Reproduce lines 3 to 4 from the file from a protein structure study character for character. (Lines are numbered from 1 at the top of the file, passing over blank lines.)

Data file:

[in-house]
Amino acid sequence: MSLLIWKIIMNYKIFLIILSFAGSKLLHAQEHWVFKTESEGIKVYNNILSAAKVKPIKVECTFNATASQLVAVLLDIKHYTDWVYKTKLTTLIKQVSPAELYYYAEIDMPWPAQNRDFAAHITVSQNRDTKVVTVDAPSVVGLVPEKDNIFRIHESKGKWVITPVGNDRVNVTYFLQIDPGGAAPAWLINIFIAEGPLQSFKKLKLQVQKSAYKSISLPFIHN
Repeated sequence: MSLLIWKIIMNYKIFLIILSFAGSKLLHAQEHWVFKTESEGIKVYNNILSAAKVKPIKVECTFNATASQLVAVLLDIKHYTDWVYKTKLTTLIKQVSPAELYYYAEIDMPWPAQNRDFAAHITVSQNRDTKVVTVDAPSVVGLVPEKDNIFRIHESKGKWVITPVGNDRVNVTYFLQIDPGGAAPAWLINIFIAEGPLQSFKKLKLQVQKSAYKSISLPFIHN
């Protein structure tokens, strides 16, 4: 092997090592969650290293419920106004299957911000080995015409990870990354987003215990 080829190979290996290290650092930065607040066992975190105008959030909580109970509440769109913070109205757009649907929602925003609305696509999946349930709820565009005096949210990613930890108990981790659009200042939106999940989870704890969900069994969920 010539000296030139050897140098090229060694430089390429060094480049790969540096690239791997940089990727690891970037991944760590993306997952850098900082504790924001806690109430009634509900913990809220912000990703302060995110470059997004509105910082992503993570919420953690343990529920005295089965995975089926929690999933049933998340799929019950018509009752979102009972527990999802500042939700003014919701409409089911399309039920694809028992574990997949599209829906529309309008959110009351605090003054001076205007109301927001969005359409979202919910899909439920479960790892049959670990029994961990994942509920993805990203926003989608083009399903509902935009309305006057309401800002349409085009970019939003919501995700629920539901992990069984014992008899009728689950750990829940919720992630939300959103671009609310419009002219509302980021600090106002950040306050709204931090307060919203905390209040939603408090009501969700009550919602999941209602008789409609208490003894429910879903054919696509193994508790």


Repeated sequence: MSLLIWKIIMNYKIFLIILSFAGSKLLHAQEHWVFKTESEGIKVYNNILSAAKVKPIKVECTFNATASQLVAVLLDIKHYTDWVYKTKLTTLIKQVSPAELYYYAEIDMPWPAQNRDFAAHITVSQNRDTKVVTVDAPSVVGLVPEKDNIFRIHESKGKWVITPVGNDRVNVTYFLQIDPGGAAPAWLINIFIAEGPLQSFKKLKLQVQKSAYKSISLPFIHN
């Protein structure tokens, strides 16, 4: 092997090592969650290293419920106004299957911000080995015409990870990354987003215990 080829190979290996290290650092930065607040066992975190105008959030909580109970509440769109913070109205757009649907929602925003609305696509999946349930709820565009005096949210990613930890108990981790659009200042939106999940989870704890969900069994969920 010539000296030139050897140098090229060694430089390429060094480049790969540096690239791997940089990727690891970037991944760590993306997952850098900082504790924001806690109430009634509900913990809220912000990703302060995110470059997004509105910082992503993570919420953690343990529920005295089965995975089926929690999933049933998340799929019950018509009752979102009972527990999802500042939700003014919701409409089911399309039920694809028992574990997949599209829906529309309008959110009351605090003054001076205007109301927001969005359409979202919910899909439920479960790892049959670990029994961990994942509920993805990203926003989608083009399903509902935009309305006057309401800002349409085009970019939003919501995700629920539901992990069984014992008899009728689950750990829940919720992630939300959103671009609310419009002219509302980021600090106002950040306050709204931090307060919203905390209040939603408090009501969700009550919602999941209602008789409609208490003894429910879903054919696509193994508790």